Ray Mathews

January 19, 2010

Bryan "Keith" Foor

April 25, 1963 - July 19, 2013

The 2nd U.S. Cavalry Co. A mourns the passing of our beloved friend, Ray Mathews. Ray was a teacher and a mentor on many matters in life, but especially on how to conduct oneself. The Dragoons of the 2nd U.S. Cavalry mourn his passing, but we rejoice in the memory of his life.

Photo of Ray by Robert London

Trooper ~ Bugler ~ President ~ Friend 



Lorandi was laid to rest on February 20, 2019, at 39 years old. He was my first re-enacting horse. Another piece of my heart has crossed the Rainbow Bridge. ~ Trooper Amos

Yankee Memorial Photo.jpg


It is with sadness that I report that L'il Mike's trusted mount Yankee moved on to greener pastures Monday evening, February 15, 2016 at 10:45 pm. We had retired Yankee from reenacting two summers ago after Trevilian Station. We praise God for the pleasure of owning this rock solid cavalry and family friendly Tennessee Walker, and for his faithfulness to Michaela, his owner Mary, and to the 2nd US Cavalry Co. A. He was 26 years old. His former owners were Troopers Al and Joshua Underwood. ~ Tpr Tom Helsel


Root Beer

On 11 October 2015 we lost a rock solid member of 2nd U.S. Cavalry Co. A. Root Beer has gone to Fiddler's Green. Rooty served in the Company longer than most. He was the War Horse of Sgt. Ray Mathews, Trooper Dan Detwiler, and most recently Trooper David Miller. His root beer colored mustache made us chuckle and his one blind eye never held him back. Would that all horses were as calm, level headed, brave and tolerant as he. Goodbye my teacher and friend. He was 28. ~ Tpr Dave Miller

Photo by Dave Miller

Dumb Heroes
Written near Ypres, 1916

There's a D.S.O. for the Colonel, 
A Military Cross for the Sub, 
A Medal or two when we all get through, 
And a bottle of wine with our grub. 

There's a stripe of gold for the wounded, 
A rest by the bright sea-shore, 
And a service is read when we bury our dead, 
Then our country has one hero more.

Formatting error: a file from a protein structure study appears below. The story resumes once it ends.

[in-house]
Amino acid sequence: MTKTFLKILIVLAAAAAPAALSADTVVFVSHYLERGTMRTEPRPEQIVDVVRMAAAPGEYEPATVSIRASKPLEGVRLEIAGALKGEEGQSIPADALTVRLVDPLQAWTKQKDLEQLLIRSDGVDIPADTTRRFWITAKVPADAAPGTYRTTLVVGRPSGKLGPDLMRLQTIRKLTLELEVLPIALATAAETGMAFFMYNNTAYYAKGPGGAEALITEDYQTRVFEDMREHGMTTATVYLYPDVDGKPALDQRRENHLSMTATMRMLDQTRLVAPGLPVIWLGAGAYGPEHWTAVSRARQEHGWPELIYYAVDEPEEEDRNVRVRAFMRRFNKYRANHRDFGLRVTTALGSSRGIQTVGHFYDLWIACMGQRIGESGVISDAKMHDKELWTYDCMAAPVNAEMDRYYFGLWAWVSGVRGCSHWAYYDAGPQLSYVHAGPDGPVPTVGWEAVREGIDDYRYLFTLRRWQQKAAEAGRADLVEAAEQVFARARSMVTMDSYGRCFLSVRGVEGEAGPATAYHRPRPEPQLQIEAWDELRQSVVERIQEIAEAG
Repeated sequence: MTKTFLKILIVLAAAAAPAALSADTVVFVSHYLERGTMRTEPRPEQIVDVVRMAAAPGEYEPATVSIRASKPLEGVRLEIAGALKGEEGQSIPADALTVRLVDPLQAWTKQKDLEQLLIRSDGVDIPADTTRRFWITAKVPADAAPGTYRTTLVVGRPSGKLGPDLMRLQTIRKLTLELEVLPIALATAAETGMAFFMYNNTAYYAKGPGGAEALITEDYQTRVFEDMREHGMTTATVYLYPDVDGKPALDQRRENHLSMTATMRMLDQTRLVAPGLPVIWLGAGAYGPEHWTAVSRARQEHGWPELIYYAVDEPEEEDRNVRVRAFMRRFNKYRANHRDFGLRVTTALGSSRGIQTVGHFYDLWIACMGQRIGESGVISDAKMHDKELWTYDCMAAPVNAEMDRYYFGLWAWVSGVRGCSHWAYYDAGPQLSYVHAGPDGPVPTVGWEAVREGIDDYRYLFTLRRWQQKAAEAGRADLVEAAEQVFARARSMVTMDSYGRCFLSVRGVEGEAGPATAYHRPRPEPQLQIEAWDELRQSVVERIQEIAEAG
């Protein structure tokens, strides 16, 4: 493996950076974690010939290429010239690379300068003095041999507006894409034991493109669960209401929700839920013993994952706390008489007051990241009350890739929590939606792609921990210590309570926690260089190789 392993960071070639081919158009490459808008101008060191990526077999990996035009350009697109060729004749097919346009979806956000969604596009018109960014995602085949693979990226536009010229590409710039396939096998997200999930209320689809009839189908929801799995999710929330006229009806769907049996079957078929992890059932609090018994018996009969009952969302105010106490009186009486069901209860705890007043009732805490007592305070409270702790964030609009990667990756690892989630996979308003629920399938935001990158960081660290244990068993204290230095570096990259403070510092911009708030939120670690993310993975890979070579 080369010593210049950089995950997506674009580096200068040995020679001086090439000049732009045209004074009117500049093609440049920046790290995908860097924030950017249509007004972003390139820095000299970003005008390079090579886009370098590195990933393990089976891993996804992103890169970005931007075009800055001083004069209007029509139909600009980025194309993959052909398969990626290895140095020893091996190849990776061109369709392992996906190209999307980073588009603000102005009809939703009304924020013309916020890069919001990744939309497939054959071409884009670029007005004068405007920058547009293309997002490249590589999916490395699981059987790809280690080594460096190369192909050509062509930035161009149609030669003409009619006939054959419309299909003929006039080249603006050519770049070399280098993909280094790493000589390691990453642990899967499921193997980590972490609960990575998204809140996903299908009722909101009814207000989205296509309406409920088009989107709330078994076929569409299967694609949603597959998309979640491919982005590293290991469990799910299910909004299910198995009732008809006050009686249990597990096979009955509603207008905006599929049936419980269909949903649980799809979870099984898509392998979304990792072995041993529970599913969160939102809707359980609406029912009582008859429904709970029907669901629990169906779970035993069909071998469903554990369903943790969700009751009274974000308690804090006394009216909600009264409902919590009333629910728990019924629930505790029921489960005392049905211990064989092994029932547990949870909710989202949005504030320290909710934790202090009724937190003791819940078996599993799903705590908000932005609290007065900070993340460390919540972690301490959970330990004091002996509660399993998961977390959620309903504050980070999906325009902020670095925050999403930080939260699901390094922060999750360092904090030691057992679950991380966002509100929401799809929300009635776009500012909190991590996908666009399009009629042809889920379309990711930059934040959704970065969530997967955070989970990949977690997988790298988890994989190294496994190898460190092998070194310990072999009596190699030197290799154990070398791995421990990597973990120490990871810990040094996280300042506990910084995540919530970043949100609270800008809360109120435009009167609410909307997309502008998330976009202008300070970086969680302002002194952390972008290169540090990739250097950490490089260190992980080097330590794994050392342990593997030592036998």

But what of our poor dumb heroes, 
That are sent without choice to the fight, 
That strain at the load on the shell-swept road 
As they take up the rations at night? 

They are shelling on Hell Fire corner, 
their shrapnel fast burst o'er the square, 
And the bullets drum as the transports come 
With the food for the soldiers there. 

The halt till the shelling is over, 
The rush through the line of fire, 
The glaring light in the dead of night, 
And the terrible sights in the rear: 

It's the daily work of the horses, 
And they answer the spur and rein, 
With quickened breath 'mid the toll of death 
In the mud and the holes and the rain. 

There's a fresh-healed wound on the chestnut, 
The black mare's neck has a mark, 
The brown mules now mute, most keep the same gait, 
As the one killed last night in the dark. 

But they walk with the spirit of heroes. 
They dare not for medals or cross, 
But for duty alone, into perils unknown 
They go, never counting their loss. 

There's a swift, painless death for the hopeless, 
With a grave in a shell-hole or field, 
There's a hospital base for the casualty case, 
And a vet. for those easily healed : 

But there's never a shadow of glory, 
A cheer or a speech in their praise, 
As patient and true they carry us through 
With the limbers on shot-riven ways. 

So here's to dumb heroes of Britain 
Who serve her as nobly and true 
As the best of her sons, 'mid the roar of the guns, 
And the best of her boys on the blue. 

They are shell-shocked, they're bruised, and they're broken, 
They are wounded and torn as they fall, 
But they're true and they're brave to the very grave, 
And they're heroes one and all.

by T.A. Grilling